There are a few wines back in after differing lengths of absence:

After a couple of weeks waiting for stock to arrive from the continent with one of our suppliers, we welcome back Kensal favourites, Crémant de Die and our Alsace Riesling (great value, minerally, dry Riesling).

After more than a month, we now have the new vintage (2019) of the Defaix Bourgogne Blanc, a super crisp, refreshing, flinty white Burgundy from a Chablis producer in the north of the region

And after 18 months absence, we are absolutely delighted to welcome back the gorgeous, biodynamic/organic Bourgeois Diaz ‘3C’ Champagne – which now has a super chic label, to boot.  It’s called ‘3C’ because it includes all 3 of the classic Champagne grape varieties – Chardonnay, Pinot Noir and Pinot Meunier. Between them they provide the full gamut of classic Champagne flavours, from a clean, lemony citrus upper range to deeper, rounder, yeasty, biscuity bass notes.  And good organic Champagnes are still few and far between.

A few new wines in this week too:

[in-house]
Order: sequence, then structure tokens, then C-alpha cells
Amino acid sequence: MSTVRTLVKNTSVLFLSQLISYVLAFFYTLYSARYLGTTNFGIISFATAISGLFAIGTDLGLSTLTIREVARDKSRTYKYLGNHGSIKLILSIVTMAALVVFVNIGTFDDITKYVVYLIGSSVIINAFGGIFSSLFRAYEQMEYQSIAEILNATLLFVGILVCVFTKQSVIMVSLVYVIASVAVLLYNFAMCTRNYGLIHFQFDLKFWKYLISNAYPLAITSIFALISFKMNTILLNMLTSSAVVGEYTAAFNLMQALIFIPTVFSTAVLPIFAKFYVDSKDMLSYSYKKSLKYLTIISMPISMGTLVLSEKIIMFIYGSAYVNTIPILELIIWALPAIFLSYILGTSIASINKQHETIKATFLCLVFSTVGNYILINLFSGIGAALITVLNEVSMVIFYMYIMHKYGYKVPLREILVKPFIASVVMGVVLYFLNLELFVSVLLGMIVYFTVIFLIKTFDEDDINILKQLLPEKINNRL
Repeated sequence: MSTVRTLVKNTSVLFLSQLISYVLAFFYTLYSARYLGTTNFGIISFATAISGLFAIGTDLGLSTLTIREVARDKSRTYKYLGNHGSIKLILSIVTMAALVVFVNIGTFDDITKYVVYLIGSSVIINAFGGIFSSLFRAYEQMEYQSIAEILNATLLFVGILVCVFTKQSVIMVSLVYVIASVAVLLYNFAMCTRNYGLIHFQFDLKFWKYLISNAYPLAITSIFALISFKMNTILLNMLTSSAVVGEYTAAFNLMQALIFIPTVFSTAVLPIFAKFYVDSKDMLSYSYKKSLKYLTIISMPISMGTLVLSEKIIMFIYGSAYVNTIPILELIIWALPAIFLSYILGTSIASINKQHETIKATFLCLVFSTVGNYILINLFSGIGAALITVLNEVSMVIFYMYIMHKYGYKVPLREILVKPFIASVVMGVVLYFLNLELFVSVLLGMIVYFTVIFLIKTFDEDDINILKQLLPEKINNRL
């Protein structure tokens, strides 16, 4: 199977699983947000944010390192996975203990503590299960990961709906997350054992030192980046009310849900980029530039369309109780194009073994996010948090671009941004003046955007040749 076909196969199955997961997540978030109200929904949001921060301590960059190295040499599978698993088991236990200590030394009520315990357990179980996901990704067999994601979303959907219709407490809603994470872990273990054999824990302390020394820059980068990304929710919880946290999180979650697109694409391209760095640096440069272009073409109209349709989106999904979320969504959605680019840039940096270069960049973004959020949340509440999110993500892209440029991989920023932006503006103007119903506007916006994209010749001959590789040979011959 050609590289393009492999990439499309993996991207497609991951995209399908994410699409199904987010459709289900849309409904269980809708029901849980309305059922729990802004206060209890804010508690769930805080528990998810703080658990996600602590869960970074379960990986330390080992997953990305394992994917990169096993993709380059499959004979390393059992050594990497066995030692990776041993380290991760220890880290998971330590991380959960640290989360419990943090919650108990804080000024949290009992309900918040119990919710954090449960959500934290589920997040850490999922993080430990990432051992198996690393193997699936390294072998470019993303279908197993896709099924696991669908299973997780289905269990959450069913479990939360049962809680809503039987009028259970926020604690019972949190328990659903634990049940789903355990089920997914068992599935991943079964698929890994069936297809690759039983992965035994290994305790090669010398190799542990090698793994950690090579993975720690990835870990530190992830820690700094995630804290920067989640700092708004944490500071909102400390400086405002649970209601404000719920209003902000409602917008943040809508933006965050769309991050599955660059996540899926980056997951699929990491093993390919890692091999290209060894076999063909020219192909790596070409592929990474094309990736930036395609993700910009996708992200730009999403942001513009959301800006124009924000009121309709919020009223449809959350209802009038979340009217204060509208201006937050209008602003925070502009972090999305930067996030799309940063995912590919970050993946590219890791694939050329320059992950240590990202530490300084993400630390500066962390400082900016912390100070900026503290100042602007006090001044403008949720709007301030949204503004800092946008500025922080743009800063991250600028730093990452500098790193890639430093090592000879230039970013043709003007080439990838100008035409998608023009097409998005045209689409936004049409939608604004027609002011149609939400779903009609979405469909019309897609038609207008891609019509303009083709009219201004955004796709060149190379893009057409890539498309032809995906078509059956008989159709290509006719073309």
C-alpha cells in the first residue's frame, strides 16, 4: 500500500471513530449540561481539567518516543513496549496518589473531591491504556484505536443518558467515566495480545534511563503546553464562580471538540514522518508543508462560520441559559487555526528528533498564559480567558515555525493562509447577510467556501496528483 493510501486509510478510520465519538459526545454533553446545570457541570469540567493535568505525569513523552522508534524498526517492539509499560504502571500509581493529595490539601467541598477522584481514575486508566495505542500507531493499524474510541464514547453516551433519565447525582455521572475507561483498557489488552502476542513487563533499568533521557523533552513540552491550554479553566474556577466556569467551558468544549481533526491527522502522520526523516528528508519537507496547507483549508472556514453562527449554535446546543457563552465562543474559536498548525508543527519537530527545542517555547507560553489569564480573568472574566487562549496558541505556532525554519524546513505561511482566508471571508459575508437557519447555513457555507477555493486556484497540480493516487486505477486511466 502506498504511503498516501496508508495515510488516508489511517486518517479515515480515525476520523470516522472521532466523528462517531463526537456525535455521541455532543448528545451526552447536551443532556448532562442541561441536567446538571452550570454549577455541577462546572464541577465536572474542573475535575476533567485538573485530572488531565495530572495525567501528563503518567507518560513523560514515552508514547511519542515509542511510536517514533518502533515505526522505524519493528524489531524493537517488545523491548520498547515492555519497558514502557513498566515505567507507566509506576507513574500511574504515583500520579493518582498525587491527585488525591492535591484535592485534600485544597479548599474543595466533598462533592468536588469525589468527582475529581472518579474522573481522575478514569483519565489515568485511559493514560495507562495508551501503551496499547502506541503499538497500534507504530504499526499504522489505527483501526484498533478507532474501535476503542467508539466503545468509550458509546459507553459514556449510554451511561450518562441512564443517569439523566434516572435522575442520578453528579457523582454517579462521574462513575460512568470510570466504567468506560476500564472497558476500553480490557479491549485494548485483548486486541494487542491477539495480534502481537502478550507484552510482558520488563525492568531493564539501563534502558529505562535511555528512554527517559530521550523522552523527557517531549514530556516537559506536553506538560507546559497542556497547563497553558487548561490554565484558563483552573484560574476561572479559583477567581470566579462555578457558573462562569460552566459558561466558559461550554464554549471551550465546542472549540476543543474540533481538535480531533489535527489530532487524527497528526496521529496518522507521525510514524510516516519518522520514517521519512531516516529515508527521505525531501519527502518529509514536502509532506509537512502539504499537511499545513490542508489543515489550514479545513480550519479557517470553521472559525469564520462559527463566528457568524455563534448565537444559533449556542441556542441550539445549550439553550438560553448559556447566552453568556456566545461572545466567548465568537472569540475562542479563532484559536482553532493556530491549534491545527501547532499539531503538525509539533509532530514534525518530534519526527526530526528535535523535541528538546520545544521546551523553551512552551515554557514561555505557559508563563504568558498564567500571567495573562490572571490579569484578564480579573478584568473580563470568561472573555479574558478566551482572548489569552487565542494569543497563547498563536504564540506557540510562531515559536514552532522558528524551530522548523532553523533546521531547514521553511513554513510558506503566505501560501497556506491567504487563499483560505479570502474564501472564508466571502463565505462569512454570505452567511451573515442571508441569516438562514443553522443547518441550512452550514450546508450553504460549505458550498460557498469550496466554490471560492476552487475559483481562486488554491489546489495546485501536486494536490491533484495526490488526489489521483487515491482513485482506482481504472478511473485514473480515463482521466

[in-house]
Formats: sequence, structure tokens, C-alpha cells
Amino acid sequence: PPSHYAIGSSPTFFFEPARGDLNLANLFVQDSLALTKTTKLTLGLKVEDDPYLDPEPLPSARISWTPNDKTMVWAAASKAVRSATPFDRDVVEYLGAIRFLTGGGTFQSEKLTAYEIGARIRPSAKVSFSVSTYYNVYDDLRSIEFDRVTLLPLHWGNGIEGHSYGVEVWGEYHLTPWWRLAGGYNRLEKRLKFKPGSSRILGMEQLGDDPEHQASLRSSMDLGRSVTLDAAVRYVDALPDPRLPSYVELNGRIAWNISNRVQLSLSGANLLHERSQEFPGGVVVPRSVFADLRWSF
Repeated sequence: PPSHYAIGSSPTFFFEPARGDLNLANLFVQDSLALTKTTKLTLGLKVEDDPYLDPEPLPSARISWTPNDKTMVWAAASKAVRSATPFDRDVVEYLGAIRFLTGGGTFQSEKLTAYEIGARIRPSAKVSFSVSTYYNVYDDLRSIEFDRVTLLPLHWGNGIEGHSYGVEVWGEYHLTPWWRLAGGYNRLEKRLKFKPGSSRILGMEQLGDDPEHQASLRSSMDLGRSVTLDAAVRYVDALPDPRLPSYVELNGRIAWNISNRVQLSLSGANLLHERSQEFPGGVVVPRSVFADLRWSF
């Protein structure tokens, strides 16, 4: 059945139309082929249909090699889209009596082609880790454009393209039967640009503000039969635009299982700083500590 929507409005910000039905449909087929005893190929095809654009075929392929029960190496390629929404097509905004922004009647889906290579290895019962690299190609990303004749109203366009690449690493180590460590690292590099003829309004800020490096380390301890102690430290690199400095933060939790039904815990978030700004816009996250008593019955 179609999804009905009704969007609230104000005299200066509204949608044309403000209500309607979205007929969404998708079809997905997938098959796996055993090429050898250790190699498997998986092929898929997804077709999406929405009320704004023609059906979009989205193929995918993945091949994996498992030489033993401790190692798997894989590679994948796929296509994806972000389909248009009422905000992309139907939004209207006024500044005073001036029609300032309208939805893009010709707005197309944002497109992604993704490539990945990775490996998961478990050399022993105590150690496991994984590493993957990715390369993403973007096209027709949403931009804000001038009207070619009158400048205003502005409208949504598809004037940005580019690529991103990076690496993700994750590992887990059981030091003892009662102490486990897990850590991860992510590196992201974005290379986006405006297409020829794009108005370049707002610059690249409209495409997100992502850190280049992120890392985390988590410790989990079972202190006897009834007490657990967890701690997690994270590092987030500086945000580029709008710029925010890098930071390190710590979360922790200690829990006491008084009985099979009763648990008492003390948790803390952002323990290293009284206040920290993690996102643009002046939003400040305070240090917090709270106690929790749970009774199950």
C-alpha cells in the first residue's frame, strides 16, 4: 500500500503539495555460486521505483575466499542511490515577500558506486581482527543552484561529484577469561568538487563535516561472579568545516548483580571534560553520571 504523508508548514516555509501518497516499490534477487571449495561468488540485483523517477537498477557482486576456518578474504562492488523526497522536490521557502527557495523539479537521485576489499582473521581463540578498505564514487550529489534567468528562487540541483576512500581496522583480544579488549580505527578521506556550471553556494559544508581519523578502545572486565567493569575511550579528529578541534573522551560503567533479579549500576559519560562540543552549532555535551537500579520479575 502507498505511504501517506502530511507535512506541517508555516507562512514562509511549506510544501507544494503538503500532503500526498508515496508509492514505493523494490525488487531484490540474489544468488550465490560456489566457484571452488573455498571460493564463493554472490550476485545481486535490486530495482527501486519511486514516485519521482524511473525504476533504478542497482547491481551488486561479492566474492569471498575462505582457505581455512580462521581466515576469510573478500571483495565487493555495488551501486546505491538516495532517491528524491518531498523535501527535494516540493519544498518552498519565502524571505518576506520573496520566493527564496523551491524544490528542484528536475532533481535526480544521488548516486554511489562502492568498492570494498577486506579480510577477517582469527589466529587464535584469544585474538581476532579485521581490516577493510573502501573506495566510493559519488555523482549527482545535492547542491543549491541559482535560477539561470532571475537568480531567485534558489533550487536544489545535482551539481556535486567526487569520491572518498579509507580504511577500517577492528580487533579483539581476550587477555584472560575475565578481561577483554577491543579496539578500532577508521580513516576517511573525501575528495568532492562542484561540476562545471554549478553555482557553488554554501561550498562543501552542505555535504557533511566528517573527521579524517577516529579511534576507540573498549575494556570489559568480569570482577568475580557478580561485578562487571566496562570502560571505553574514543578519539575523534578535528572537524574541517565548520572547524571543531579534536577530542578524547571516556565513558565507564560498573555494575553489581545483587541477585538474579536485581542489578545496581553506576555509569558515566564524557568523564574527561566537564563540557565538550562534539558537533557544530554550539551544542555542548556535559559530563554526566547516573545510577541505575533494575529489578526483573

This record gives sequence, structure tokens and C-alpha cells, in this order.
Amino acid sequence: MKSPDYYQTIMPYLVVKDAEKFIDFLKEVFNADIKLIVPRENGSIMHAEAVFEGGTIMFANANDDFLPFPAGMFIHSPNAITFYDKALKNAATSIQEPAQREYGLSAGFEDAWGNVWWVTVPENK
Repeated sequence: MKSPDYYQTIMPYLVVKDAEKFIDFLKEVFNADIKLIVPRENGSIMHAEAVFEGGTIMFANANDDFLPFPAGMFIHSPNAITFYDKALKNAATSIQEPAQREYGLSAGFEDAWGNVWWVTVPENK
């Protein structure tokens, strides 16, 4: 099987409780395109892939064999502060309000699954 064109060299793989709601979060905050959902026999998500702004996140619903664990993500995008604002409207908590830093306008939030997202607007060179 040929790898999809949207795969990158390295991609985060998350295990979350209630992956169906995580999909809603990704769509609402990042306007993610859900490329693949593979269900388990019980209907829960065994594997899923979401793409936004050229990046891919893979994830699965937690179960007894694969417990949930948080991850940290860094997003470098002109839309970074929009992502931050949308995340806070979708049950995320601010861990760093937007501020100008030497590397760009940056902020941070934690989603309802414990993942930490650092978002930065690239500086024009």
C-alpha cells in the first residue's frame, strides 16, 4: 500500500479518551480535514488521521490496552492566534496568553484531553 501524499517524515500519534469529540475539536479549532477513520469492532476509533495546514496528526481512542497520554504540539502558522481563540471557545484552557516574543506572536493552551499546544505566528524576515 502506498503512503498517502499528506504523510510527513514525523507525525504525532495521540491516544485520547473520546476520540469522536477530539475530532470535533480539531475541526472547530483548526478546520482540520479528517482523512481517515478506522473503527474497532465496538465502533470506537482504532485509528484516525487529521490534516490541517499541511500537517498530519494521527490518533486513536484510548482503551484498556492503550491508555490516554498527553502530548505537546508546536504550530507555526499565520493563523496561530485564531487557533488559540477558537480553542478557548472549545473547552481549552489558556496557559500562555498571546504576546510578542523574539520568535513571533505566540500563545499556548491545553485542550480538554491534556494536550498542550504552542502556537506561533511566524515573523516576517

From Bergdolt-Reif & Nett in Germany, we have recently taken delivery of two great Rieslings and a Muskateller.  The ‘Glaube, Liebe, Hoffnung’ (Faith, Love, Hope) is a great value dry Riesling with a predominantly grapefruit crispness. It’s only £12.  A little dearer, but still a pretty accessible £17, is the similarly dry, but all together more complex Avant Garde Riesling.  

The Muskateller is a dry fermented Muscat. Muscat is a naturally sweet grape, but in this case has been fermented to completely turn all of its sugar to alcohol to produce a dry, refreshing wine with a whole orchard of blossom and fruit wafting around inside it.  Absolutely delicious, super-chilled, in the garden (or the park), with a salty snack!

Last week, we also took delivery of Renegade Urban Winery’s ‘Jamie’ Pet Nat.  It’s a light, zesty, naturally sparkling wine (pétillant naturel) made in Bethnal Green (yup!) from elderflowery Bacchus grapes grown in Hertfordshire.  Again, a cracker for afternoon drinking in summer gardens.

A new rosé that I don’t think I told you about yet is the Gris Marin.  A very pale ‘gris’ wine – so pale it’s called grey.  It’s grown down in the Camargue, coastal marshland home of pink flamingoes, white horses and black bulls, down on the French Mediterranean coast, where it’s sandy soils produce a light, ever so slightly salty, crisp, dry wine.  We have another rosé from down that way arriving on a pallet imminently:  A rare, delicious Picpoul rosé.  There’s still a chance it will be available at the end of the week, but next week is looking more likely.  Finally, at the same time, from the producers of the Versant Viognier, we’re also taking delivery of a delicious, creamy, very well priced Chardonnay – “Romarion”, only £12.

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